To America through Mexico - where, how, and why Georgian citizens are leaving
From Georgia to America via Mexico
For about half a year, thousands of Georgian citizens have been illegally crossing the US-Mexico border and surrendering to American border guards.
Their journey to America is difficult, long, risky and expensive. They pay an average of $15,000 to $20,000 to survive immigration jails, hunger, cold, insecurity and fear, just to sneak into the US and start a new life there.
Getting to the US through Mexico is a relatively new direction for Georgian labor migration, but now one of the most frequent. People of all sexes and ages travel, even with families – pregnant wives and small children.
They spend variable amounts of time on the road. Some complete it in two weeks, others several months.
In recent months, many former employees of public services such as the police and customs have been traveling to the United States this way. Among them are those who held relatively high positions.
JAMnews explores why people are fleeing Georgia, what route illegal Georgian migrants take and what they find in the America of their dreams.
“The pay is low, you work a lot, they oppress you” – what the inhabitants of Georgia are fleeing from
Tatia [named changed], 36, works as an assistant to an elderly woman in a family in New Jersey. She cooks dinners, takes the woman for walks, brings her shopping. She works 24 hours a day and earns $180 a day. Tatia has only two days off a month.
Tatia is a lawyer by profession. She worked for eleven years in Georgia in the civil service. She says working in Georgia has become more difficult lately:
“The pay is low, you work a lot, they oppress you. You studied, graduated, you know your business, and suddenly they can bring and promote a person who knows Georgian poorly, let alone English. For example, my boss hired a waitress and gave her higher pay than me.”
Tatia left her job in 2019. At first she tried to be her own boss – she opened a catering business in Tbilisi. The home delivery service worked well during the pandemic, but of course afterward there were fewer customers, and Tatia could no longer afford her expenses and closed the restaurant.
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Tatia began to think about emigrating to the United States. The legal way to get there from Georgia is to get a visa or a green card. Getting a visa is difficult. And winning green card lottery is so quite rare.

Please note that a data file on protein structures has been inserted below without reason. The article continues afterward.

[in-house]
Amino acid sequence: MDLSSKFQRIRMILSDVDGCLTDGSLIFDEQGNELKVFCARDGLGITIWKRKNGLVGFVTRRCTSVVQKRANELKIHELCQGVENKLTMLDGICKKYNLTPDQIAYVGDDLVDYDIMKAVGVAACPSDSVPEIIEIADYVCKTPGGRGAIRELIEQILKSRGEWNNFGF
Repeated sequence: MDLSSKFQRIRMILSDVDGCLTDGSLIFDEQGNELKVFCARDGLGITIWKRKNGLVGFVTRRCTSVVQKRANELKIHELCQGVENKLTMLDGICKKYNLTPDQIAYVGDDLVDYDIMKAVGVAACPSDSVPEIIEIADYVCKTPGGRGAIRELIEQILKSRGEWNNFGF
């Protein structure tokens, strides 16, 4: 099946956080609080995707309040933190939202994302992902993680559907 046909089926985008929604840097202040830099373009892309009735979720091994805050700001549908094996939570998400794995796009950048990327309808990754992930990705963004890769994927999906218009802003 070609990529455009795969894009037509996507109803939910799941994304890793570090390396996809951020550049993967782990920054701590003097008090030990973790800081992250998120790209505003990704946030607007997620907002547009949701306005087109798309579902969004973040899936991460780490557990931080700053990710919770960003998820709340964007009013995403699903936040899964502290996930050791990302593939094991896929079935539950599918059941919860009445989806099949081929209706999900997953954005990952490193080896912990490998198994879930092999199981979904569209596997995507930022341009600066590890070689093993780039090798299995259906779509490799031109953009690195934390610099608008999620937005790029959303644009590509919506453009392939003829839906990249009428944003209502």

Tatia had only one way out – the illegal way:
“At the end of January, I accidentally found out that you can get to America through Mexico. My cousin did this. I also started thinking about getting there.”
Mexico, which has a 3141-kilometer border with the United States, has become a hub for illegal migrants from all over the world. Those who cannot enter the US legally try to get there through Mexican border towns. They arrive at a border town in Mexico, then at the Mexican-American border, they turn themselves in to the US border patrol.
In fiscal 2021 (which covers the period from October 1 of the previous year to September 30, 2021), the US Border Patrol detained 1.6 million migrants at the US-Mexico border. This is almost four times higher than the previous fiscal year 2019. In 2022, the incomplete figure was already 1.8 million.
According to the Pew Research Center, in 2021 only 37% of people who illegally crossed the Mexican border were Mexican citizens. This year, the proportion of countries that have not historically participated in migration has increased.
Among them are post-Soviet countries, including Georgia.
How to get to Mexico?
It is difficult for Georgian citizens to enter Mexico. There are two ways to enter the country legally – obtain a Mexican visa or a category D work visa from a Schengen country.
There is no Mexican consulate in Georgia. Anyone trying to obtain a visa fills out an application online and goes to an interview in Turkey. Recently Mexico has made the issuance of visas more complicated. So most migrants do not even bother with this method.
Getting to Mexico is much easier with a category D European visa. Poland is the most popular country in this regard, as it willingly issues visas to Georgian labor migrants. But it takes a very long time.
Tatia contacted a travel agency in Tbilisi, who offered her a Polish visa for 300 euros – the agency would find an employer in Poland, make an invitation and fill out an application at the embassy.
The Embassy of Poland considers applications on the lottery principle held every Saturday. Some wait their turn for months. Tatia was lucky – she “won” in the second week of waiting.
Arriving at the consulate, Tatia already knew what to answer if she were questioned in detail. She knew that she had a fake job offer from a supermarket, knew where she would live, what her salary would be, where the store was located, and so on.
The interview was April 19th. Within a week, Tatiya received a category D visa to Poland.
Step two – finding a “coyote”